The Edmonton Oilers are now fifteen games into the 2022–23 season, and one question requiring review pertains to how the off-season returnees are faring. While the sample size is small, being almost a fifth partway through the season indicates how Jesse Puljujarvi and Kailer Yamamoto have performed to date.
Comparing the current season to last year’s and overall career numbers
Evaluating performance reviews is more than examining basic stats and watching the game. Assessing a deeper understanding of analytics provides the basis for trends that identify production results that may not be as apparent on the score sheet.
For example, although shooting percentage relates to how many goals per shot the player successfully puts in the back of the net, it does not provide an accurate picture of the shot’s distance, area, or value. Thus, CF% (a puck control measure composed of total shots for and against), xGF, and xGF% (shows a player’s expected scoring percentage when the individual is on the ice versus the opposing team), helps provide additional analysis and argument construction regarding play to date.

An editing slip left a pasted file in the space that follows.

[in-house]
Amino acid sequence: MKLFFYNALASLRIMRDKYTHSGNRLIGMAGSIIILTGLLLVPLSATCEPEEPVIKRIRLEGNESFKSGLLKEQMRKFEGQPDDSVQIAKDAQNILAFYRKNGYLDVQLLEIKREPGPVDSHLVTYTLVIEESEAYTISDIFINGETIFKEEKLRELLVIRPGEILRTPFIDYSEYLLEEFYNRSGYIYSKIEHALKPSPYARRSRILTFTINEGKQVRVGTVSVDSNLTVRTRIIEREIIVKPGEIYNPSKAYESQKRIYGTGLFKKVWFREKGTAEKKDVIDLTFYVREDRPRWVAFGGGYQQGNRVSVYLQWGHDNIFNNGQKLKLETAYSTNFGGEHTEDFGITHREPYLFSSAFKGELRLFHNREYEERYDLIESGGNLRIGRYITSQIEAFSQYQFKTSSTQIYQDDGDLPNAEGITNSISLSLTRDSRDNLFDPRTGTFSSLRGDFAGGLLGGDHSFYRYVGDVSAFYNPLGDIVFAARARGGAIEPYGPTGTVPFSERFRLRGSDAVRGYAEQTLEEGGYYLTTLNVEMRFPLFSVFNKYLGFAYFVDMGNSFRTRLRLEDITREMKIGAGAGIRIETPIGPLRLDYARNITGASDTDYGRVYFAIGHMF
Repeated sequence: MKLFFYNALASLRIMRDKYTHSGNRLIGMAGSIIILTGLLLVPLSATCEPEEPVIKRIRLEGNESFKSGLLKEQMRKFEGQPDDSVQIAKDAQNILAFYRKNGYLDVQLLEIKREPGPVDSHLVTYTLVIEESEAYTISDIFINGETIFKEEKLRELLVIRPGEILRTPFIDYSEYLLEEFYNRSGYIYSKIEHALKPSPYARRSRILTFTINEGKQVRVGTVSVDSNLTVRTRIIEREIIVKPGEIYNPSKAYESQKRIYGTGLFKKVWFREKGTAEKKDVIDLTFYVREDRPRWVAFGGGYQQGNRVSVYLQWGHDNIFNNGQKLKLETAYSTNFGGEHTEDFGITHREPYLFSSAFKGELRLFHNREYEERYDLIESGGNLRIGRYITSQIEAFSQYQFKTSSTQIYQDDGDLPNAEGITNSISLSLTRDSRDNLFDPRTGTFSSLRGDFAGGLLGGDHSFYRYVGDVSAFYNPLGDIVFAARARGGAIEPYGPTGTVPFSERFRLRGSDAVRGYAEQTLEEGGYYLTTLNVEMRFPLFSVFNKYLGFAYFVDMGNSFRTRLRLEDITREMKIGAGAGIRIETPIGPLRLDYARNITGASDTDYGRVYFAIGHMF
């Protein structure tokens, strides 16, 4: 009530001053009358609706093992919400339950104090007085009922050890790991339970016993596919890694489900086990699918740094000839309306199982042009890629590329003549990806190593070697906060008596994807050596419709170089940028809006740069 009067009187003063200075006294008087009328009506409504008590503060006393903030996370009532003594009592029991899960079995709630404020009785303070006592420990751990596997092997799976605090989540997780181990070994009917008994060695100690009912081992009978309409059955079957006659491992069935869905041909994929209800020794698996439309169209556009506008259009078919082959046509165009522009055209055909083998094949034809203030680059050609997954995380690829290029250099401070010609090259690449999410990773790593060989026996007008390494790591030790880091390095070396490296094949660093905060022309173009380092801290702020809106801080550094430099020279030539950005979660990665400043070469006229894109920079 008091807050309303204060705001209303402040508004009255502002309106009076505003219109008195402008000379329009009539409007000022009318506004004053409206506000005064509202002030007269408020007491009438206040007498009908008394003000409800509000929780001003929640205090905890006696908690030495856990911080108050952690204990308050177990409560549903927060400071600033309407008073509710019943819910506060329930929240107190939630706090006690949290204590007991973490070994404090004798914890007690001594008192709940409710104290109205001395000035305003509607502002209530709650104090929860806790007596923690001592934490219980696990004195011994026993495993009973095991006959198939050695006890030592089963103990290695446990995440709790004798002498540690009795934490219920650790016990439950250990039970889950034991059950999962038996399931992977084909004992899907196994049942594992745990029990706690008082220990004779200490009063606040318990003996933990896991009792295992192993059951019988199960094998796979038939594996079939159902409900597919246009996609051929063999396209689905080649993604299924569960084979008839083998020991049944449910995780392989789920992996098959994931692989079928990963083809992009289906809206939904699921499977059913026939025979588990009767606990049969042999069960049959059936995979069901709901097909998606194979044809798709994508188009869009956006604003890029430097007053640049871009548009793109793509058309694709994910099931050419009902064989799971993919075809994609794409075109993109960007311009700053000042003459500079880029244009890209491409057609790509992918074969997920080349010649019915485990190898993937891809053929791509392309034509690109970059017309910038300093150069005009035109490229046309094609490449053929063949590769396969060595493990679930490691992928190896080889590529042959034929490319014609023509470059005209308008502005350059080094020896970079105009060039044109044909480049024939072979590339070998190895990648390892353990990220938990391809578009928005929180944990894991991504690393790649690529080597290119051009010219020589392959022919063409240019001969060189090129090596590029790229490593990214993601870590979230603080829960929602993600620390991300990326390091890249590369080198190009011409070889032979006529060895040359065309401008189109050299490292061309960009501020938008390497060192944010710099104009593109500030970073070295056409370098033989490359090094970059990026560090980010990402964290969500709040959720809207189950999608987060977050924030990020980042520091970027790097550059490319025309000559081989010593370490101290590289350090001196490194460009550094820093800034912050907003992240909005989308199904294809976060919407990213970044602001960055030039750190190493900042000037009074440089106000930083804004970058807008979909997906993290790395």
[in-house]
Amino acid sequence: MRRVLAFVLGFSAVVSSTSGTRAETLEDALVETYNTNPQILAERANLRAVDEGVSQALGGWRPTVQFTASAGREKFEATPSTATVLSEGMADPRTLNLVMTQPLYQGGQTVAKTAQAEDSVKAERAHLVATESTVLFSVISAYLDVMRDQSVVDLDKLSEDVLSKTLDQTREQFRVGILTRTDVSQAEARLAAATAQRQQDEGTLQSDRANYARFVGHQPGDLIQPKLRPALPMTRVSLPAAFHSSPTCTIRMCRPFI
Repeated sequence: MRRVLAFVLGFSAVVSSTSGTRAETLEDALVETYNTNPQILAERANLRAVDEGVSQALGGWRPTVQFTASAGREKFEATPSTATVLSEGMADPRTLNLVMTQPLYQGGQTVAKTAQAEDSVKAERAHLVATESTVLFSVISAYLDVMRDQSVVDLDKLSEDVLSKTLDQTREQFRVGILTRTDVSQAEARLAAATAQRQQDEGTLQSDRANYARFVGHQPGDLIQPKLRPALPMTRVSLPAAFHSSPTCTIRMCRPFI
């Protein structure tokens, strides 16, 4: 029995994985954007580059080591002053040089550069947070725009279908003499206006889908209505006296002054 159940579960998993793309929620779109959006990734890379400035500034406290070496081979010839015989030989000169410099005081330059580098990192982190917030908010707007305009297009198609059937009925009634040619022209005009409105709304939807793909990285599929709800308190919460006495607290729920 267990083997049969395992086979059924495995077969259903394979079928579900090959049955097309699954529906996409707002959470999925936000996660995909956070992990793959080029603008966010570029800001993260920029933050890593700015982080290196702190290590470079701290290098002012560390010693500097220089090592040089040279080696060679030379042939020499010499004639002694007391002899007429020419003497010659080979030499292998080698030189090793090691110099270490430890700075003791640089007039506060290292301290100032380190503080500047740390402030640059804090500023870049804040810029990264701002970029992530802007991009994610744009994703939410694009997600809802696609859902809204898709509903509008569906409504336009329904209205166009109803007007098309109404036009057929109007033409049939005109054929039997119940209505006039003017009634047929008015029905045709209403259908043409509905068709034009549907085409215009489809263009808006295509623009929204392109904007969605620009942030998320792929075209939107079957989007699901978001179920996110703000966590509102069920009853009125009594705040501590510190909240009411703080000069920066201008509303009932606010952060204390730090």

Kailer Yamamoto was selected 22nd overall in the first round of the 2017 NHL Entry Draft, chosen ahead of the likes of Jake Oettinger and new Oiler addition Klim Kostin. At the start of his career, Yamamoto exceeded expectations. He thrived on a line with Leon Draisaitl and Ryan Nugent-Hopkins, averaging almost a point per game during the pandemic-shortened season.
However, the last two seasons have highlighted the streakiness and regression of a young player in the NHL, decreasing to 0.38 and 0.51 PPG during the 2020–21 and 2021–22 seasons, respectively. Yamamoto still provides value in the top six through relentless puck pursuit and tenacity in the corners, uncommon for a winger of his stature.
The beginning of the 2022–23 season closely resembles Yamamoto’s 2021–22 slow start, collecting three points, one primary and two secondary assists, in 13 games. The underlying statistics depict a similar outcome. A career 14.4% shooter, Yamamoto has generated 15 shots this season without yielding a single goal. Yet the season’s expected goals imply he should have scored at least twice.
Both xGF% and C% do not regard Yamamoto’s year-to-date as favorable. Yamamoto’s negative C% suggests he is underperforming and not controlling the puck or shot share compared to his career norm, where Yamamoto has generally been around league average. The xGF% demonstrates a similar analysis, yielding Yamamoto is below both career and league averages. These results imply Yamamoto is not consistently returning the value of his two-year $3.1M AAV contract compared to other players signing similar deals.
Like Yamamoto, Jesse Puljujarvi was another Oiler first round pick, selected ahead of recently departed Calgary Flames pest Matthew Tkachuk and Clayton Keller. Most Oiler fans remember Puljuarvi as a highly chosen player who failed to meet top-of-the-draft expectations before returning to Finland and being brought back by the Oilers’ current management.